Thursday, August 30, 2007

US Aids fund targets circumcised males



THOUSANDS of Ugandan men could benefit from circumcision as a means to prevent the spread of HIV/Aids, thanks to a US fund to fight the pandemic in Africa.
President George Bush set up the fund a few years ago.

The Washington Post, a US daily reported last week that the President's Emergency Plan for Aids Relief (Pepfar) - a $15 billion anti-Aids effort - would begin investing significantly in making circumcision available to African men seeking to protect themselves from HIV infection.

The paper quoted a delegation of US officials, led by the Health and Human Services Secretary, Mr Mike Leavitt, telling reporters in Johannesburg, South Africa that recent research showing that circumcision dramatically cuts the rate of HIV infection is 'highly convincing.'

Countries taking part in the Pepfar have been invited to seek money to expand access to the procedure, the paper said, adding that circumcision would become "an important part" of the programme in the coming months and years.

Uganda is one of the 15 countries that are beneficiaries of the programme. The country received $170 million (Shs290 billion) in 2006 alone, mainly for the provision of ARV treatment, prevention, care and support to infected individuals and orphans.
The Pepfar Emergency Plan Coordinator at the US Embassy in Kampala, Ms Premila Bartlett, declined to comment on how the programme would be implemented.

She referred Daily Monitor to the Public Affairs Officer, Ms Lisa Heilbron, who could not be reached by press time yesterday. Recent studies in Uganda, Kenya and South Africa indicate that the cells in the foreskin of a penis are especially vulnerable to HIV, and removing the foreskin makes a man about 60 per cent less likely to contract the virus.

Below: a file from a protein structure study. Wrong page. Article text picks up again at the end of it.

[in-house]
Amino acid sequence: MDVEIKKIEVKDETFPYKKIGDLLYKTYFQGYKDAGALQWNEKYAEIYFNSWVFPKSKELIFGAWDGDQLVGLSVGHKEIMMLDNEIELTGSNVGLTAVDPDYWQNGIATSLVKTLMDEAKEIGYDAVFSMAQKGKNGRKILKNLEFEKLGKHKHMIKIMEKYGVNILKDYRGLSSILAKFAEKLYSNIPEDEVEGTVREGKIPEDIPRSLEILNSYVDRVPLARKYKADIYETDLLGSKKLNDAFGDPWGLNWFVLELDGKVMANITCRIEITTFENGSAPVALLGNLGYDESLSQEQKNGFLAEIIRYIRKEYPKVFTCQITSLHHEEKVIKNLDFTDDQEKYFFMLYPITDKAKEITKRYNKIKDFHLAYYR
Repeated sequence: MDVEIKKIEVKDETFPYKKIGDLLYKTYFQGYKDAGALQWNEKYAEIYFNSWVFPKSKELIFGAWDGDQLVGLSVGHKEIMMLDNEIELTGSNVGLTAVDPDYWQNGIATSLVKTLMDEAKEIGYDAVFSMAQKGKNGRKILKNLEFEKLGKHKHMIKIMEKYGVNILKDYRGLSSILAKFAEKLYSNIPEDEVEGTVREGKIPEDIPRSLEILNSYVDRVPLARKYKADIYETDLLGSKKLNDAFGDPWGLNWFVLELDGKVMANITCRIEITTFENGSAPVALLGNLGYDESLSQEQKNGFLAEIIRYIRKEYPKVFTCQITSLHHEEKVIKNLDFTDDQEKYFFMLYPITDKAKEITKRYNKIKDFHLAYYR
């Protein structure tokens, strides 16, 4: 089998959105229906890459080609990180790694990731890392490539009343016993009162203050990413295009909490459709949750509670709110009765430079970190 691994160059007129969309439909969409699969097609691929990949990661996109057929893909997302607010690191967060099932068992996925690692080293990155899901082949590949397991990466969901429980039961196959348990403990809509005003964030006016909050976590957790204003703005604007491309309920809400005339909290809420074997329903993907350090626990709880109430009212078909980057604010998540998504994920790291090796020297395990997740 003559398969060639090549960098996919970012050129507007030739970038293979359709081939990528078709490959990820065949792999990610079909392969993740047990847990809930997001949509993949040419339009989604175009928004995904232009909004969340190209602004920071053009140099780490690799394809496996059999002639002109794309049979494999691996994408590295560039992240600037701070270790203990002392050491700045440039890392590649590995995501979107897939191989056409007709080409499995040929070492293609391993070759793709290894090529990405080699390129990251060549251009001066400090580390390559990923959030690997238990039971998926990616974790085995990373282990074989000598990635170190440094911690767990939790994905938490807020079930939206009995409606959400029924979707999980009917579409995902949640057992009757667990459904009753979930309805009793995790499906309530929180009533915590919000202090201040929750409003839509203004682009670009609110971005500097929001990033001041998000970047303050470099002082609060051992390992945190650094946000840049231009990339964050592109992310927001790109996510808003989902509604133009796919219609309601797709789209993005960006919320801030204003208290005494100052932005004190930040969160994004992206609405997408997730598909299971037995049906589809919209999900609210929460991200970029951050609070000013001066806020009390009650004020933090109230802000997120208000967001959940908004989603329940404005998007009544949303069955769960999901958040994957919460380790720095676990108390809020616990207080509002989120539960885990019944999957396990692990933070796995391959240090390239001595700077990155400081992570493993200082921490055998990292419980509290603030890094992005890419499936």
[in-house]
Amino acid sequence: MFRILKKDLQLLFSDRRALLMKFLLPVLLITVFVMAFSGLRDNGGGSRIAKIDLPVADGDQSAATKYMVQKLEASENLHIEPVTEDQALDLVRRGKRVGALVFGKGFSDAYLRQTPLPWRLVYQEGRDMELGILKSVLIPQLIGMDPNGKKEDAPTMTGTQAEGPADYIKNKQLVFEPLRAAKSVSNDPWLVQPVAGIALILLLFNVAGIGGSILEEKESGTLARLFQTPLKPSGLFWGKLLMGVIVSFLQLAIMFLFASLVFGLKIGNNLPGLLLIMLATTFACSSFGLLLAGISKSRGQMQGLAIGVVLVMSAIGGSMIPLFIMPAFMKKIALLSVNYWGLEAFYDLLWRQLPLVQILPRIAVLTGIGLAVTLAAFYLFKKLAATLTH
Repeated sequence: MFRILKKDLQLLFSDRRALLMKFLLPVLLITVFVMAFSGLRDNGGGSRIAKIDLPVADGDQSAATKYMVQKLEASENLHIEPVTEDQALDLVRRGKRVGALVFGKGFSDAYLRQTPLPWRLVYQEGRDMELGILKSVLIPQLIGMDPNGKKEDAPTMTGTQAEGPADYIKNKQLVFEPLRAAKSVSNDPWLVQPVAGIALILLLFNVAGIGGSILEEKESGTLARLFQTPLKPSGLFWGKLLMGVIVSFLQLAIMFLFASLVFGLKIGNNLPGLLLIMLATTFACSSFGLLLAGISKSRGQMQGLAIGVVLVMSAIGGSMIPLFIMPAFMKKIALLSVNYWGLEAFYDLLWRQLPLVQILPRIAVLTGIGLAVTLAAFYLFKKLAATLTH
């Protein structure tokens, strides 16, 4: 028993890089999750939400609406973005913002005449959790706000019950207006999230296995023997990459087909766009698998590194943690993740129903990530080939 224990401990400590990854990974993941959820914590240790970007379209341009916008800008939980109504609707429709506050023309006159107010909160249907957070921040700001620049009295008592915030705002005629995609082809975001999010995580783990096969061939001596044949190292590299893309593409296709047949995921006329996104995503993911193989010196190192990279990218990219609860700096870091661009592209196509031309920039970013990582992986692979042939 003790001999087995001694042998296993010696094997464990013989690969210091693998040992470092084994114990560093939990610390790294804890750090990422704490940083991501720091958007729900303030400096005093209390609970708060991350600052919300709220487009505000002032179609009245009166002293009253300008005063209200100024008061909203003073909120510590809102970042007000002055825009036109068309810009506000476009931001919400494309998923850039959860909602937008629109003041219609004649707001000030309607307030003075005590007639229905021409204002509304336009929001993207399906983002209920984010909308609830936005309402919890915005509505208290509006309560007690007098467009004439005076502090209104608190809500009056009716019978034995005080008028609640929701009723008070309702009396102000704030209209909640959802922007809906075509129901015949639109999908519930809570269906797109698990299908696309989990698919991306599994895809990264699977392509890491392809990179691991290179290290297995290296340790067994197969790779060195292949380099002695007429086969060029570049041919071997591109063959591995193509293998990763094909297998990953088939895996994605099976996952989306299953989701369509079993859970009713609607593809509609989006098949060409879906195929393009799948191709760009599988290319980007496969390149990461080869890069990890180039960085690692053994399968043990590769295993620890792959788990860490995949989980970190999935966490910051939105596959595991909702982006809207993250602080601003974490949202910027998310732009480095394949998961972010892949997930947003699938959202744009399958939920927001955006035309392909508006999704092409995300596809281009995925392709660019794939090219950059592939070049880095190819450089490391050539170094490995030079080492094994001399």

Other studies have also shown that uncircumcised men are more likely to have genital ulcers, and the presence of ulcers can facilitate the transmission of HIV.
The Washington Post report said Kenya is among the nations preparing to expand circumcision services.

The US government had been reluctant to support circumcision until there was broad international consensus on the issue, but recent studies have said circumcision would be one of the major interventions in the 'international arsenal' against the disease.
However, some disagreements remain over how to introduce circumcision as a prevention activity, and its likely impact.

For example, a new study has shown that male circumcision does not reduce a woman's risk of catching HIV if her partner already has the virus.
The study published in the August 20th edition of the journal Aids, was conducted in Uganda and Zimbabwe.

However, it did show that women with high levels of sexual risk were slightly less likely to contract HIV if their partners were circumcised, and the investigators suggest that this finding should be explored in further studies.